The Rains Came: Review
One very good reason 1939 was such an amazing year in film history is Tyrone Power. No he was not a particularly good actor (though he wasn’t bad). Nor did he make any lasting impact with any of the films in which he appeared that year. However, he was Tyrone Power - the young and ridiculously gorgeous Tyrone Power. And for the studio system at the time that was quite a lot.
1939 was a busy year for Tyrone (Witness for the Prosecution, The Razor’s Edge). He starred in five films for 20th Century Fox, which in addition to The Rains Came included the Technicolor piece Jesse James with Henry Fonda, Rose of Washington Square with Alice Faye, Second Fiddle with Sonja Henie, and Day-Time Wife with Linda Darnell. Tyrone would never again be so busy with so many high profile projects all at the same time. And of all of his films of 1939 The Rains Came was undoubtedly his most prestigious project featuring spectacular Academy Award winning special effects that include an earthquake, torrential rain, a flash flood, and plague. All completed old school style with the effect of reasonable believability. In fact, the effects are considered by many to be one of the most incredible natural disaster scenes captured on film. It’s not just good for the time, it’s actually just plain good and worthy of the Academy’s honor.
Of course, it wasn’t just the special effects that brought in theater goers, the cast was a strong and powerful lure too. Produced by David O. Selznick (Gone with the Wind), the film was spared no expense when it came to actors. Led by the very popular Myrna Loy (of The Thin Man series) the impressive list continues with George Brent (Dark Victory), Nigel Bruce (The Adventures of Sherlock Holmes), Jane Darwell (The Grapes of Wrath), Maria Ouspenskaya (Notorious), H.B. Warner (Lost Horizon), Henry Travers (Meet Me in St. Louis) and Joseph Schildkraut (The Dairy of Anne Frank). It’s truly a rather impressive group whose faces are likely more recognizable than their names. However, their talent shines through and turns what could otherwise be a somewhat typical melodrama into an entertainment worth watching as you spy your favorite character actors from the Golden Age of Hollywood.
Set in India, the film strives to be more than a “three hanky”, romantic drama in an exotic location with extremely rich people living amongst the extremely poor. Many of the cast worked against type to varying degrees of success, including Tyrone who plays a native nobleman, doctor (no, really). Loy is the philandering wife of a self-centered member of English aristocracy (Bruce), and Brent is her heavy drinking ex-lover who has abandoned the world and its morals. Neither is particularly worthy of survival. However, their trial by nature (and association with Tyrone’s character) creates better versions of themselves. Their new conditions force them to discover that they are capable of doing great things, the things that a great person such as Tyrone’s character has always deemed worthy regardless of his stature.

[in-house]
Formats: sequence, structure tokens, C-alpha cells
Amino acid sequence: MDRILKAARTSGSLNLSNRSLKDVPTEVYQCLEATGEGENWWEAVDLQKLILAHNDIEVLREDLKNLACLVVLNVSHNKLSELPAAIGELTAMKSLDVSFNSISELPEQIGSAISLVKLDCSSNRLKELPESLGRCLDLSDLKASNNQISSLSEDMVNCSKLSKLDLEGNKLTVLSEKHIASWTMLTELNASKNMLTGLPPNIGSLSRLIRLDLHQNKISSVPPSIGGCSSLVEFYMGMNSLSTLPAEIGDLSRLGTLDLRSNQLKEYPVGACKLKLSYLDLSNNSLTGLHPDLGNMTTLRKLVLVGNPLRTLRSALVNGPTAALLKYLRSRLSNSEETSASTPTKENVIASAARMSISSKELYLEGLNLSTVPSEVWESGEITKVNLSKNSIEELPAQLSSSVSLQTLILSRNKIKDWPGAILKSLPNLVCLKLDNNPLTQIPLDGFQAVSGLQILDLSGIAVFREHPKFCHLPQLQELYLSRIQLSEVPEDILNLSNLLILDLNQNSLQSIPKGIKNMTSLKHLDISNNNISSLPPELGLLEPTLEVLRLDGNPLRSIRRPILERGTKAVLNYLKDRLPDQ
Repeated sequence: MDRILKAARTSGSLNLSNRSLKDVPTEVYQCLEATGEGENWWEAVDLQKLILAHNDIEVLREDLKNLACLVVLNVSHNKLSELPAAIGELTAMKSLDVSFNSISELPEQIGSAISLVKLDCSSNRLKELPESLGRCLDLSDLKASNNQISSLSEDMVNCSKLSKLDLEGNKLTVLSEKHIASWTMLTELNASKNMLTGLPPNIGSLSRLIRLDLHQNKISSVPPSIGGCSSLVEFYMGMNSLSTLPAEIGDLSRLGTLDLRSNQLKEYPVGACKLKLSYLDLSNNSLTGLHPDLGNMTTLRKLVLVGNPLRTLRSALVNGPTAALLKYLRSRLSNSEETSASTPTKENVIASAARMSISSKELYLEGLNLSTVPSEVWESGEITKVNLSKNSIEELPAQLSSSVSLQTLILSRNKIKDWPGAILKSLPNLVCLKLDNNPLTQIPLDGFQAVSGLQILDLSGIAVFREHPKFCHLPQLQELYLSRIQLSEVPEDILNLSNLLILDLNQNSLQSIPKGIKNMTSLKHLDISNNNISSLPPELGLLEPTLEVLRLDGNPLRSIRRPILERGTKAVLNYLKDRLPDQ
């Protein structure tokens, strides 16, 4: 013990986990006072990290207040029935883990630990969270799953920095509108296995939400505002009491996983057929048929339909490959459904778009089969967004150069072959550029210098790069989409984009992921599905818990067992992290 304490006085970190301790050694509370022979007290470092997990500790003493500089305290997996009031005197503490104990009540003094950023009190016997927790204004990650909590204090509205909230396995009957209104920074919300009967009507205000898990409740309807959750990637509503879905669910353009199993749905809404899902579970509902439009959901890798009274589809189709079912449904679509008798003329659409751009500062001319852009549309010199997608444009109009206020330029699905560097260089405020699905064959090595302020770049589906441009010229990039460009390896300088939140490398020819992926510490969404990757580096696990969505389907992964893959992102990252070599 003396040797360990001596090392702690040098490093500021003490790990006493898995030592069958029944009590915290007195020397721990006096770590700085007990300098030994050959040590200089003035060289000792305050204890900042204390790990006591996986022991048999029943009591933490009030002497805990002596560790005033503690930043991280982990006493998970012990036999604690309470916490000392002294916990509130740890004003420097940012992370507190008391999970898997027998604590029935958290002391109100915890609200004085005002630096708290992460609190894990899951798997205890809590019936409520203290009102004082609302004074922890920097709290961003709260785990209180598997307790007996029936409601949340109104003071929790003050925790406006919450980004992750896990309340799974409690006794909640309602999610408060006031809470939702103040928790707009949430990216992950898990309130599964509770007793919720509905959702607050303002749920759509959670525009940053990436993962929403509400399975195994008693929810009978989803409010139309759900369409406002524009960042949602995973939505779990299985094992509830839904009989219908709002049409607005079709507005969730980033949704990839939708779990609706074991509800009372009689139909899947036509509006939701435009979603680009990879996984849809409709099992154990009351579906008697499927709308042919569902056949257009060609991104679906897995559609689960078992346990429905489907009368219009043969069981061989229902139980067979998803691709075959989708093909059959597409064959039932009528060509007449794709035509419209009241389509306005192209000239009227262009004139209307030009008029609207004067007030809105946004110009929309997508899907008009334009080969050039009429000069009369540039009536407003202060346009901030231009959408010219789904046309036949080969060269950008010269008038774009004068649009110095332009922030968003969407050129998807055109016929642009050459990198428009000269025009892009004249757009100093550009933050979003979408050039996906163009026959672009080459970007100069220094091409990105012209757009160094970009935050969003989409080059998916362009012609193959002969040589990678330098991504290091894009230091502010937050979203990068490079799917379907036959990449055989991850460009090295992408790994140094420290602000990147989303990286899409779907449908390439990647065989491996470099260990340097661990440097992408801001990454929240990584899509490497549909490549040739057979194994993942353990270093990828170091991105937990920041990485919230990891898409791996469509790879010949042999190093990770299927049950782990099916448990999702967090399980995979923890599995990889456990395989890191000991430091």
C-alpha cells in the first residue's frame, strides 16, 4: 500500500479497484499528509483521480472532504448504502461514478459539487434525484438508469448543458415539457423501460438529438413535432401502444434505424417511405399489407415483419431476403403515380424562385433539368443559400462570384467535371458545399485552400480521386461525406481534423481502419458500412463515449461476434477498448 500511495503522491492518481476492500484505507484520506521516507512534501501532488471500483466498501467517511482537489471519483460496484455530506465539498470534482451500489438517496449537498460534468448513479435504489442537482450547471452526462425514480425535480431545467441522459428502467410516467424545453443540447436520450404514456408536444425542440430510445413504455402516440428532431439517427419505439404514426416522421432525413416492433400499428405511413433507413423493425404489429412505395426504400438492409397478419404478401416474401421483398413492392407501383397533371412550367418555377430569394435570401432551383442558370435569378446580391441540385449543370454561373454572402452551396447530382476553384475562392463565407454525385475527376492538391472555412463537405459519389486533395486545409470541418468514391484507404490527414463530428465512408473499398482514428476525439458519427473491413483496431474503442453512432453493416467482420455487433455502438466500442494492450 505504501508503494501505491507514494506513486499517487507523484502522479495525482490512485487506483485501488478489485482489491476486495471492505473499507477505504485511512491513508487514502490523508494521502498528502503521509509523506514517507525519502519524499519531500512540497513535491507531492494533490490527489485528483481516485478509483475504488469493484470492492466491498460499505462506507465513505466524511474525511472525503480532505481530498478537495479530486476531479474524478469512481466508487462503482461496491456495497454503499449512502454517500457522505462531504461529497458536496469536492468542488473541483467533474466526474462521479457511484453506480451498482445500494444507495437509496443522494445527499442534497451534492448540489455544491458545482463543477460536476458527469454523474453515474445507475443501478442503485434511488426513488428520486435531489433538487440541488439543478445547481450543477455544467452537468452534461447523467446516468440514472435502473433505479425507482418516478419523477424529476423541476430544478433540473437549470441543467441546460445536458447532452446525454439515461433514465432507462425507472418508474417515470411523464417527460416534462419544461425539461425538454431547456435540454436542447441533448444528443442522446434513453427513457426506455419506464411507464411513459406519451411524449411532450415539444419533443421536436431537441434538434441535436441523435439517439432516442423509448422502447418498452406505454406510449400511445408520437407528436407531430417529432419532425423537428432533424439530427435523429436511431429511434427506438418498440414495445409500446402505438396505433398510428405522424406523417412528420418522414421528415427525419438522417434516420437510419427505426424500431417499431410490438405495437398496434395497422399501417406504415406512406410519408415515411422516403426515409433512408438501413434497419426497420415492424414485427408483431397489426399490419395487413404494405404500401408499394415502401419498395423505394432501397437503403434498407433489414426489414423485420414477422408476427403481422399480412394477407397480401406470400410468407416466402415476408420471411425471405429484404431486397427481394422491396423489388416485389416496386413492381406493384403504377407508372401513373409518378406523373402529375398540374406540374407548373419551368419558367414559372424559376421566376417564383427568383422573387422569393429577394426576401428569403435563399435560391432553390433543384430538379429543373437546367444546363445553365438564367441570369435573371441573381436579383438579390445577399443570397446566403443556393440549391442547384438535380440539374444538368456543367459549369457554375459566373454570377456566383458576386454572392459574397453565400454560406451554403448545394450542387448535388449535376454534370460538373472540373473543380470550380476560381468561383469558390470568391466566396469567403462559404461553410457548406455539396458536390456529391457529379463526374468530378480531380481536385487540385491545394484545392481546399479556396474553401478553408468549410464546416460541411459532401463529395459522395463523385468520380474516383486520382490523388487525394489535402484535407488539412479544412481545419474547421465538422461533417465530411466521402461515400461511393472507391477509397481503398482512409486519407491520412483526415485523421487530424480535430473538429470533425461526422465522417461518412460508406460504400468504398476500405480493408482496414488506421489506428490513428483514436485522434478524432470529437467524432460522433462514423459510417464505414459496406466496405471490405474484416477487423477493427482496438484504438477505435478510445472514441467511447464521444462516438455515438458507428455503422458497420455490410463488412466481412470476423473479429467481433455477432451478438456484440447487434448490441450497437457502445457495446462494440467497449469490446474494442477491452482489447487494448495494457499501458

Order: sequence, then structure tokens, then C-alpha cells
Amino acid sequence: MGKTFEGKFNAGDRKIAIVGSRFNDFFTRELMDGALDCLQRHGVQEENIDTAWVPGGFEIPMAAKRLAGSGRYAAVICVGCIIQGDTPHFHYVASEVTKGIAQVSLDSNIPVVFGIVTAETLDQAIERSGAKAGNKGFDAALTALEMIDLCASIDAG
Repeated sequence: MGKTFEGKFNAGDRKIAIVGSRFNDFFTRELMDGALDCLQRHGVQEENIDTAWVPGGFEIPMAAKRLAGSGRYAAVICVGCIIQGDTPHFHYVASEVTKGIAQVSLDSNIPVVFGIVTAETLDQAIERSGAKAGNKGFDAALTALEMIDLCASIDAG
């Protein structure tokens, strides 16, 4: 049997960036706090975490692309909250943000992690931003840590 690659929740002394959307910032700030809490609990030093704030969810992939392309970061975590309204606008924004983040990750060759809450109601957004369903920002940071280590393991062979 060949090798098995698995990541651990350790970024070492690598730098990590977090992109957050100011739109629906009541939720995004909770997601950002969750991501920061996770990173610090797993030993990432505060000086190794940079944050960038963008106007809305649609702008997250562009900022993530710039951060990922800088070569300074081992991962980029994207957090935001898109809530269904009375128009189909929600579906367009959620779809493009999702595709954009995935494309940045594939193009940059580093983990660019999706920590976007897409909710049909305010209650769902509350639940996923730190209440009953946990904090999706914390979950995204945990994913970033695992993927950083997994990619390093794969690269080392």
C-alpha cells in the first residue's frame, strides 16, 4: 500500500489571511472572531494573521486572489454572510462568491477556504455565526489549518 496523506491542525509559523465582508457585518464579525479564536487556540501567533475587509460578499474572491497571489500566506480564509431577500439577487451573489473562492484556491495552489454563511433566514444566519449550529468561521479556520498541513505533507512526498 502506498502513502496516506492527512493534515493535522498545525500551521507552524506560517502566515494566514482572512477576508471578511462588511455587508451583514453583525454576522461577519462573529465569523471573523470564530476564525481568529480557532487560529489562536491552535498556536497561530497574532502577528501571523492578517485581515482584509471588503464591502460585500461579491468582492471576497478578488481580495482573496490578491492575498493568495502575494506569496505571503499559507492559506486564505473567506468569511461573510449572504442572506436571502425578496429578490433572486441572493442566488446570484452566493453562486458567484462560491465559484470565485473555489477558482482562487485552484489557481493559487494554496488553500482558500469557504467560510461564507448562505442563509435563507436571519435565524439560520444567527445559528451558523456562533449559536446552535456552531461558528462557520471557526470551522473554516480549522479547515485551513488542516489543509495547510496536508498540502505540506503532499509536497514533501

The message of nobility for nobility sake is an easy one to impart when you have someone like Tyrone Power personifying its value. The story gives the impression that after the physical attraction it is Tyrone’s good deeds and inner strength of being that persuade Loy to fall deeply and truly in love with him. And it is her turnabout into a selfless woman that causes him to care equally for her. So, much so, that he is willing to give up his position as heir to the throne to be with her. But I have a feeling that the ending might have been a tougher sell with anyone other than Tyrone, an overall model of physical perfection. After all, who wouldn’t want to do as Loy does and give up her position and comfort to work tirelessly by the side of a man with a face like that? Yes, 1939 was a very good year.